Paleontologists from home and abroad confirmed in a recently published essay that they have found the largest dinosaur tracksite ever discovered in China in Zhaojue, Sichuan province. The site covers an area of over 9,000 square meters, including at least 933 tracks.

The essay, co-written by Xing Lida, associate professor of China University of Geosciences, doctoral candidate Wang Miaoyan from CUG, Peng Guangzhao and Ye Yong, researchers from the Zigong Dinosaur Museum, Martin G. Lockley, professor at the University of Colorado Denver, and Hendrik Klein, dinosaur scholar from Germany, has been published on the international geological periodical Geoscience Frontiers.

Located in the middle of a copper mine in Zhaojue, these are arguably the most important tracksites in southwestern China, containing diverse sauropod, theropod, ornithopod and pterosaur track assemblages, researchers say in the essay.

The Zhaojue tracksites extend 1 kilometer from north to south, and span 0.5 km from east to west, consisting of four important track-bearing surfaces, numbered as I, II, IIN(north) and III, of which Zhaojue-I was first reported in 1994 and the others were sequentially discovered from 2012 to 2019.

The four tracksites contain a total of 1,928 tracks, covering an area of over 10,000 sq m, including the previously reported pterosaurs and theropod swim tracks.

Zhaojue-II experienced two exposures. In 2013, paleontologists found there the first dinosaur's swimming track discovered in China. The copper mining later increased the exposure of the tracksite so that it has been recognized as the largest dinosaur tracksite so far discovered in China.

From 2017 to 2019, paleontologists mapped the tracksite using drone technology, finding at least 933 recognizable dinosaur tracks, and the longest sauropod and ornithopoda tracks ever recorded in China, which measure 80 meters and 52 meters respectively. Some of the tracks exhibit the obvious change of the track makers' movement directions, providing behavior information.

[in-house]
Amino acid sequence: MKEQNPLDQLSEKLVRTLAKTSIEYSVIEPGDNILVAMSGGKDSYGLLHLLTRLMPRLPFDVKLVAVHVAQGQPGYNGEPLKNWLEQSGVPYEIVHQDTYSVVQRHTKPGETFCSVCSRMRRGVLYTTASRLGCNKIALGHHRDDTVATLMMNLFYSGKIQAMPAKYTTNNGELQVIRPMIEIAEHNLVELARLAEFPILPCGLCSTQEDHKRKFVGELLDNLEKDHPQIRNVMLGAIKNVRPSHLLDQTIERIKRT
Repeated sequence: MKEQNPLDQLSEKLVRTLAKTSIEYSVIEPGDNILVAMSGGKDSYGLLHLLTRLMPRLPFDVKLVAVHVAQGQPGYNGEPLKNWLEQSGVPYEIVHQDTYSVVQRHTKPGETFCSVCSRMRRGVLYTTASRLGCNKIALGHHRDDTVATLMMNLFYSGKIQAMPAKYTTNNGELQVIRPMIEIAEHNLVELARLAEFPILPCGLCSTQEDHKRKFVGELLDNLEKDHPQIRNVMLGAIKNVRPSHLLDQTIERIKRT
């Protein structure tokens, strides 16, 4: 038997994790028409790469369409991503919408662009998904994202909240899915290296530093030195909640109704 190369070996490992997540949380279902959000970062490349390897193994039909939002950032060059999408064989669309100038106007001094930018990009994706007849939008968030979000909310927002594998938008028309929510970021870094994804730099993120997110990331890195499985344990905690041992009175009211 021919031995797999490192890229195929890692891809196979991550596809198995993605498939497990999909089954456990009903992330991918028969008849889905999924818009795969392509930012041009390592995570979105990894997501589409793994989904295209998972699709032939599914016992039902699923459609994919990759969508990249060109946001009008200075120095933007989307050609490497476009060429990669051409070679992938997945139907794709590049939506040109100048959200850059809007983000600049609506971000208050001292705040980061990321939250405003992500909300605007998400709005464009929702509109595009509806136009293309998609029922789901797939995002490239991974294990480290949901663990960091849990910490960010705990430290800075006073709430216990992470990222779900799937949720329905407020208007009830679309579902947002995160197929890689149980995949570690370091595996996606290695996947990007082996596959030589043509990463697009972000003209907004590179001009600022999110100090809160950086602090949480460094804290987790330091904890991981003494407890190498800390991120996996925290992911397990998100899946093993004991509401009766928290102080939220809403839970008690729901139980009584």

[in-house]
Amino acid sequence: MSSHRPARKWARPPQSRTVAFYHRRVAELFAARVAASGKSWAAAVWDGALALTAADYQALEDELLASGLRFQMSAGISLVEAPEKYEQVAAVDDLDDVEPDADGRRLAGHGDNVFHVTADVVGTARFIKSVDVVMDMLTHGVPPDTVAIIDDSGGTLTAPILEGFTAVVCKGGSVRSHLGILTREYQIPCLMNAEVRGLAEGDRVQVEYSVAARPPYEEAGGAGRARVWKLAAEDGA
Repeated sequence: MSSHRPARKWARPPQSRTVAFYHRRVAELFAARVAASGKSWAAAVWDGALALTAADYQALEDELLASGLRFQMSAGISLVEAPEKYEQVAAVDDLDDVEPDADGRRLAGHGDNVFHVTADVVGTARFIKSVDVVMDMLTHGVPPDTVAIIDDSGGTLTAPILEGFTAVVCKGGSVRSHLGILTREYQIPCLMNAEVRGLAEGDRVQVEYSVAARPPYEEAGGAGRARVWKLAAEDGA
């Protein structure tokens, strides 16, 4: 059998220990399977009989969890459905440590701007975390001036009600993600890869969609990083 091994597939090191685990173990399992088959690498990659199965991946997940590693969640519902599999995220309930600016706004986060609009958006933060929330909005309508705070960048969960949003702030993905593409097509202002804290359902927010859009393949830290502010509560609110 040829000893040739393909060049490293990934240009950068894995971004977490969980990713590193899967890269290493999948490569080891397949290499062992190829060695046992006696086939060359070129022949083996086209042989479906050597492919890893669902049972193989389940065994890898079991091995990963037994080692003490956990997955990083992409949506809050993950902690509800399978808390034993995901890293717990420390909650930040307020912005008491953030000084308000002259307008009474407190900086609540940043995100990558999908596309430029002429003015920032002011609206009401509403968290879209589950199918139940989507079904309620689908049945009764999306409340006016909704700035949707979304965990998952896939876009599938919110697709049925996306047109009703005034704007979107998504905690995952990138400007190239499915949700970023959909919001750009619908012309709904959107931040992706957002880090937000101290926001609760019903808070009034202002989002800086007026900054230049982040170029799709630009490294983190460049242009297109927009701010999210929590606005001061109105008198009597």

The Zhaojue-II tracksite contains rich dinosaur tracks, including 61 trackways and seven isolated tracks, representing 68 track makers, of which 54 percent were ornithopoda.

Because the tracksites contain tracks of many different kinds of dinosaurs, it is important to the study of the living environment of dinosaurs in the Cretaceous Period, Peng says.

"There are also tracks that show dinosaur's special behavior, such as swimming or veering, which are helpful for the study of the behavior or the lifestyle of dinosaurs," he says.

Both Zhaojue-II and III tracksites contain paralleled ornithopoda trackways, suggesting the track makers' social or gregarious behavior.

Xing says there has been no Cretaceous dinosaur bone fossil discovered in Southern Sichuan Basin, so that the Zhaojue tracksites have provided great investigative samples for the study of dinosaur fauna in that region in the Cretaceous Period.

Over the last 30 years, however, due to quarrying, erosion or collapse during copper mining, the tracksites have been continuously exposed and damaged.

The local government shut down the copper mine for good in 2018, according to a report by West China Metropolis Daily.

However, concrete plans to protect the Zhaojue tracksites are still lacking, says Ebi Jiefang, former director of Relic Management Institute of Zhaojue county.

"The tracks that are clear when first exposed have been weathered," he says, adding that the dinosaur tracksites are located at more than 2,000 meters above the sea level, which has worsened the weathering.

"Since these tracks are so important for geological studies, related departments should cooperate to come up with protective plans as soon as possible," he says.